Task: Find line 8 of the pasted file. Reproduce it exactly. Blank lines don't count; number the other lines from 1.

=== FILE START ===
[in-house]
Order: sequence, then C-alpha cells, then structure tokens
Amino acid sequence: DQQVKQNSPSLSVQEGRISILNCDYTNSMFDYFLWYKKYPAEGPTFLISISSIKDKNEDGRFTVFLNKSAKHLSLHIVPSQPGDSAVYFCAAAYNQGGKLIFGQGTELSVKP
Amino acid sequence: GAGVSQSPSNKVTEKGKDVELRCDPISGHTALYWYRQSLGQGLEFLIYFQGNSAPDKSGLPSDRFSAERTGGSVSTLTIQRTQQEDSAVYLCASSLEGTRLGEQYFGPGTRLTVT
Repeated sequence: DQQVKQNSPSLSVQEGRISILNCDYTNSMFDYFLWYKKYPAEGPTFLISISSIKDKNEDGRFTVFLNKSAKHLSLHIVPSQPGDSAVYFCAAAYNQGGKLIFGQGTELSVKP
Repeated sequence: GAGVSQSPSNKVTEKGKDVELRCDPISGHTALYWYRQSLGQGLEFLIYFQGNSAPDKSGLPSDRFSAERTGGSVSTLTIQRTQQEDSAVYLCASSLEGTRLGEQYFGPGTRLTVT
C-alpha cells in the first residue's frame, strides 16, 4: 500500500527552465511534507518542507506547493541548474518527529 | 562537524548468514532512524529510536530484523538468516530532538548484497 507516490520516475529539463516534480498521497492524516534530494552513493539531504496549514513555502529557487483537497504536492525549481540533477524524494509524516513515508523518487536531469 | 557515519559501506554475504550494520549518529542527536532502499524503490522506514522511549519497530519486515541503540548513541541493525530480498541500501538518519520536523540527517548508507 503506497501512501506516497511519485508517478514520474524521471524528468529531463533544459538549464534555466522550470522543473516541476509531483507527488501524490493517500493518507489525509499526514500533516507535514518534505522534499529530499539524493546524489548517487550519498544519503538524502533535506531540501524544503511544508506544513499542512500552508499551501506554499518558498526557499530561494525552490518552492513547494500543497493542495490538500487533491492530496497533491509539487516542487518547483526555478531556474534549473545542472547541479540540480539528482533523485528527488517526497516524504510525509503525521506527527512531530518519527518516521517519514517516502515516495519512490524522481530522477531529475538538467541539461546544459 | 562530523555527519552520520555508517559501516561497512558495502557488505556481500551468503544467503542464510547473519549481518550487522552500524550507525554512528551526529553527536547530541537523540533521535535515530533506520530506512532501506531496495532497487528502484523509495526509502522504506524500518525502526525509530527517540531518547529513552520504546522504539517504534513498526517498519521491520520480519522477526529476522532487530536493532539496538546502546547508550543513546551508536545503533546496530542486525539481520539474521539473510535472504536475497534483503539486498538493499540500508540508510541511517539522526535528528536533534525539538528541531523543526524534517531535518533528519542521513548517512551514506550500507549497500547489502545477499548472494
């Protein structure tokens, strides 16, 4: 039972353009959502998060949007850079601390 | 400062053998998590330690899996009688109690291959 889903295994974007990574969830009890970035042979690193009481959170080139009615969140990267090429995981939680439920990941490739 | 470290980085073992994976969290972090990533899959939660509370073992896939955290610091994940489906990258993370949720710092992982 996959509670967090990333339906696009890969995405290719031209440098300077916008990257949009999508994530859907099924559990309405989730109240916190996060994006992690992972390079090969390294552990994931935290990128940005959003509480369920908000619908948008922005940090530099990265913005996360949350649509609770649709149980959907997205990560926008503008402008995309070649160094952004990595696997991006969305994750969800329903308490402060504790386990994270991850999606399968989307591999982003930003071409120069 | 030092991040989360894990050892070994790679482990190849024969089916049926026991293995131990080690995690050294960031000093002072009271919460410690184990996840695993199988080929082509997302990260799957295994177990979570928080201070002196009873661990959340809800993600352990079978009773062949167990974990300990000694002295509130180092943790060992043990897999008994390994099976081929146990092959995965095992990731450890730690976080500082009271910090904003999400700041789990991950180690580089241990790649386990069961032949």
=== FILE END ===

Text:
């Protein structure tokens, strides 16, 4: 039972353009959502998060949007850079601390 | 400062053998998590330690899996009688109690291959 889903295994974007990574969830009890970035042979690193009481959170080139009615969140990267090429995981939680439920990941490739 | 470290980085073992994976969290972090990533899959939660509370073992896939955290610091994940489906990258993370949720710092992982 996959509670967090990333339906696009890969995405290719031209440098300077916008990257949009999508994530859907099924559990309405989730109240916190996060994006992690992972390079090969390294552990994931935290990128940005959003509480369920908000619908948008922005940090530099990265913005996360949350649509609770649709149980959907997205990560926008503008402008995309070649160094952004990595696997991006969305994750969800329903308490402060504790386990994270991850999606399968989307591999982003930003071409120069 | 030092991040989360894990050892070994790679482990190849024969089916049926026991293995131990080690995690050294960031000093002072009271919460410690184990996840695993199988080929082509997302990260799957295994177990979570928080201070002196009873661990959340809800993600352990079978009773062949167990974990300990000694002295509130180092943790060992043990897999008994390994099976081929146990092959995965095992990731450890730690976080500082009271910090904003999400700041789990991950180690580089241990790649386990069961032949």